Yes. Testosterone needs to be stopped 2 weeks before the procedure. The reason why surgeons recommend stopping testosterone before and/or after surgery is because situdies have shown that high testosterone levels correlate to delayed wound healing and an increased risk of forming blood clots in the veins - also known as deep vein thrombosis.
For masculinizing hormones such as testosterone, you won’t need to have a follow-up appointment regarding dosage. However, your surgeon may ask you to stop testosterone for a few weeks after surgery to allow for proper and speedy healing.
For any type of plastic surgery, it is important to make sure that you are in optimal health. This ensures that the body has the healing capacity needed to recover well and get satisfactory results. If you are overweight, you might need to first achieve a stable and healthy weight before undergoing the surgery.
Should you encounter a medical emergency after getting home, you can go to the emergency room of the nearest hospital or call the after-hours phone number provided by the McLean Clinic for emergencies. They will instruct you on how to proceed.
No. We suggest that you have someone pick you up from the clinic. The amount of time it takes for you to be able to drive again will depend on the specifics of your surgery and your body’s healing rate. Before driving again, you would need to be able to make unrestrained arm movements that won’t cause discomfort or scarring. This will usually take around 1 or two weeks.
To ensure proper healing and to minimize the chances of an infection, refrain from swimming after your surgical procedure. Both contact with the water and the physical activity of swimming is not conducive to proper healing. You can resume swimming after approximately 6 weeks.
Throughout this procedure, the nipple stalk is left intact but depending on the patient’s needs or goals, the nipple can be resized and the areola can be downsized to achieve a more masculine aesthetic.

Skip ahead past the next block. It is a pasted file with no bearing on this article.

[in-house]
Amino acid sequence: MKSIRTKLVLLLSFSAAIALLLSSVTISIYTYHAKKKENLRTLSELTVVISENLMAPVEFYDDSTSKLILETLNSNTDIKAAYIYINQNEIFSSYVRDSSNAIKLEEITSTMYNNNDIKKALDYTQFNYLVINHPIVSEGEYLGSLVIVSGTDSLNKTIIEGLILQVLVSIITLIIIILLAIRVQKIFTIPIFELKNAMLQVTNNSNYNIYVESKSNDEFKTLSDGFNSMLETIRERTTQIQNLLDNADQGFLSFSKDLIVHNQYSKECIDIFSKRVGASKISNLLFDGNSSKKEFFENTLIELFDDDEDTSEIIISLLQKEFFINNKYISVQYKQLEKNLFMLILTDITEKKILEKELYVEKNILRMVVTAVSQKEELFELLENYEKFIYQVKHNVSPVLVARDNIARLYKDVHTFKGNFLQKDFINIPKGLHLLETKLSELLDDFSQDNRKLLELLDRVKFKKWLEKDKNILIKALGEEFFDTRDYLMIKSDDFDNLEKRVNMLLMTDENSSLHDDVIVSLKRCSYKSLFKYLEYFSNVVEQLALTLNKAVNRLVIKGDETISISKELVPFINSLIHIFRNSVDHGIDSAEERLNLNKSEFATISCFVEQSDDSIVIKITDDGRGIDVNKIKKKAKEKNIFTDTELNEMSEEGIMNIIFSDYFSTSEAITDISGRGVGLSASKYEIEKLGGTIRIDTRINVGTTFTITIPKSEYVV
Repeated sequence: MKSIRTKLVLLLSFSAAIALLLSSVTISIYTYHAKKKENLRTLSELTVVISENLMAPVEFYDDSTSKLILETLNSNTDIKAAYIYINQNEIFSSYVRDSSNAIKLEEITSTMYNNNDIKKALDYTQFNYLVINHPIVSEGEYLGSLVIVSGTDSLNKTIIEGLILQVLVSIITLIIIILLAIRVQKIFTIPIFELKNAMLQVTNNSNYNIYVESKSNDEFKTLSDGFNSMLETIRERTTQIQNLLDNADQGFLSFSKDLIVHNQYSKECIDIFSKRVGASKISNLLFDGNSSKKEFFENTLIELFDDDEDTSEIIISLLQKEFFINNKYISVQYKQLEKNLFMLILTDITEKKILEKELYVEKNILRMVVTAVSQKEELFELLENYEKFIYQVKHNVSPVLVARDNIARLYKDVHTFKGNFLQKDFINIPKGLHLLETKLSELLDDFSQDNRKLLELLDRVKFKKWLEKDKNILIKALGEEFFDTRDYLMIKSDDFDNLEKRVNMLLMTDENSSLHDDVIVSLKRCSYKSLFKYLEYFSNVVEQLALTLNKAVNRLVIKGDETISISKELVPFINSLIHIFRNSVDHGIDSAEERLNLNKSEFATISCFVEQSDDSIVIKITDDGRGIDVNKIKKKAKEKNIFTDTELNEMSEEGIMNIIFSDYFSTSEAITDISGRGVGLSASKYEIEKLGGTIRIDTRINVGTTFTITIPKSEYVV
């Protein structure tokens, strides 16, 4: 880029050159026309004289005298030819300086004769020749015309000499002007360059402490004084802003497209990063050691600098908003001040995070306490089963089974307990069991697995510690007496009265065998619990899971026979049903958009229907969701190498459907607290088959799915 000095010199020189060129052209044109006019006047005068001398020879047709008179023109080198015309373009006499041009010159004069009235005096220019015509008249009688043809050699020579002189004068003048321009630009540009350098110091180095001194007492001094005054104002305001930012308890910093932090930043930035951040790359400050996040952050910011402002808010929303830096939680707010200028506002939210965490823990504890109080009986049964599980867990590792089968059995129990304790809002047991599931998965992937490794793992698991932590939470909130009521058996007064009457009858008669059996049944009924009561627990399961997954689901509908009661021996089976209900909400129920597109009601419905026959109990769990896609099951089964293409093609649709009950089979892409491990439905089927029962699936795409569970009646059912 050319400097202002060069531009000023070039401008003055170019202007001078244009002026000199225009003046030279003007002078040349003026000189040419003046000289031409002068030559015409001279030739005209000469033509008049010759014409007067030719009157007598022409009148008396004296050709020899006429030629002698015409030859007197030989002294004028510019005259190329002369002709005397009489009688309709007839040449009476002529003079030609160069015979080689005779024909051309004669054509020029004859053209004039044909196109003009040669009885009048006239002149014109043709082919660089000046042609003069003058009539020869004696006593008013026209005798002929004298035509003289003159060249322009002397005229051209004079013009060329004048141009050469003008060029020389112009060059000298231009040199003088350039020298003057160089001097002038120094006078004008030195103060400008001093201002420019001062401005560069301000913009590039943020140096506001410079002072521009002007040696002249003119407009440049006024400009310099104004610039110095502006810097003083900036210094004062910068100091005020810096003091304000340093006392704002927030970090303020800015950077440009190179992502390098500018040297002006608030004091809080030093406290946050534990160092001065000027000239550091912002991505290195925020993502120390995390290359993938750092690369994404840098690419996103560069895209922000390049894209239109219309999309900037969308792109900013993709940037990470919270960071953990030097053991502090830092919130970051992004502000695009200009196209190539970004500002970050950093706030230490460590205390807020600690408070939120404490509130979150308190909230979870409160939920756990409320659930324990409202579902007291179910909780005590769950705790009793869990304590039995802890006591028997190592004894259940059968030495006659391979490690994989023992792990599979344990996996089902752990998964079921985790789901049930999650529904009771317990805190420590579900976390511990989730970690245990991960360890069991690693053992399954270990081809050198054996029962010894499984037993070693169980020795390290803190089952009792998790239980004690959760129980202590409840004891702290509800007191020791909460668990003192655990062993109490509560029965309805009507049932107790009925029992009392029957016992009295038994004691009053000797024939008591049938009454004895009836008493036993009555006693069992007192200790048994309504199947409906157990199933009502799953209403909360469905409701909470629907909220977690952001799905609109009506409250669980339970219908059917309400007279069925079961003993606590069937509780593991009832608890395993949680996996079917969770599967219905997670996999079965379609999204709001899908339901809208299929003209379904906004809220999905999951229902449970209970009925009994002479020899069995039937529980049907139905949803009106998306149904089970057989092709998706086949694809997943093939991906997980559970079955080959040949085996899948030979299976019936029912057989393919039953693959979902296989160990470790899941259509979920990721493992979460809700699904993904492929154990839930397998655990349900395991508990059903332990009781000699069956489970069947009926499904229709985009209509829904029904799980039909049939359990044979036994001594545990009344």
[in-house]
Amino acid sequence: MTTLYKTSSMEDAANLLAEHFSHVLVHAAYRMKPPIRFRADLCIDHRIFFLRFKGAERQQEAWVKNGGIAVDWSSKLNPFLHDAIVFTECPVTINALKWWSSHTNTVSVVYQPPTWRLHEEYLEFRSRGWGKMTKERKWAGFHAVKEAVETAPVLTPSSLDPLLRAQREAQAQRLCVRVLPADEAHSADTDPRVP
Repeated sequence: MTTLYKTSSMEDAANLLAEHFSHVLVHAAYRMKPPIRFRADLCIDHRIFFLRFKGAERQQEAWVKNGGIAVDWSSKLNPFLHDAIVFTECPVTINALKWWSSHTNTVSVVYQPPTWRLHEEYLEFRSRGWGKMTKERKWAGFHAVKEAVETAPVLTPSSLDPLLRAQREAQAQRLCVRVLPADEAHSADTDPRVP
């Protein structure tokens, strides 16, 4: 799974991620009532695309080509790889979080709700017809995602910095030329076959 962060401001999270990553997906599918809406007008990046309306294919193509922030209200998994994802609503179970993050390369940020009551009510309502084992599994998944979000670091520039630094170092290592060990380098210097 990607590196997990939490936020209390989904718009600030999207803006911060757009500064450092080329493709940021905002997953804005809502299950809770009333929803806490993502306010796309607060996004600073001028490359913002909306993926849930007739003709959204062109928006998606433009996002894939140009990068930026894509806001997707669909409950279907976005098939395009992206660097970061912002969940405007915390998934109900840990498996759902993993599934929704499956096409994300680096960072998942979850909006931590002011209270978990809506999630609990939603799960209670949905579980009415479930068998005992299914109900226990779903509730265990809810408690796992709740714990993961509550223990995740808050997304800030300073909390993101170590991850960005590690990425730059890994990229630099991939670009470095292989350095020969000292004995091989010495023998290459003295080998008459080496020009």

The patient is expected to follow instructions mainly regarding suture care and what physical activities to avoid. For instance, activities that involve lifting the hands and reaching can increase scarring. A healthy and balanced diet will of course help the body to heal along with the avoidance of habits that compromise the body’s healing process - such as drinking and smoking.
We have two main techniques for FTM top surgery: the double incision mastectomy and the keyhole (aka periareolar) top surgery. The double incision mastectomy involves two incisions that allow for the removal of all breast tissue. The nipple is also removed, resized, and re-positioned to have a more masculine appearance. This is best for large, overhanging breasts.
Meanwhile, with the periareolar top surgery, an incision is made all around the edges of the areola. The nipple and areola can sometimes but not always be adjusted within this procedure to have a more masculine appearance. This procedure is ideal for individuals with small chests and tight skin in their chest area.
Both procedures involve the use of anesthesia and are performed in a sterile surgical environment in our clinic.
The two main techniques used in FTM top surgery are the double incision mastectomy and the keyhole (aka periareolar) top surgery. The double incision mastectomy is best suited for individuals with large, overhanging breasts. Meanwhile, the keyhole or periareolar top surgery is best for individuals with smaller chests and tighter chest skin. Have a consultation with us and we will be able to discuss your expectations and which of these techniques will be best suited for you.
The recovery period for FTM top surgery is at around 6 - 8 weeks after the surgery. After this time frame, you will be able to resume physical activities such as running, lifting, and various other sports.
According to a survey conducted by the World Professional Association for Transgender Health, approximately 0.3% of patients who underwent transition-related surgery later request for detransition-related surgical care.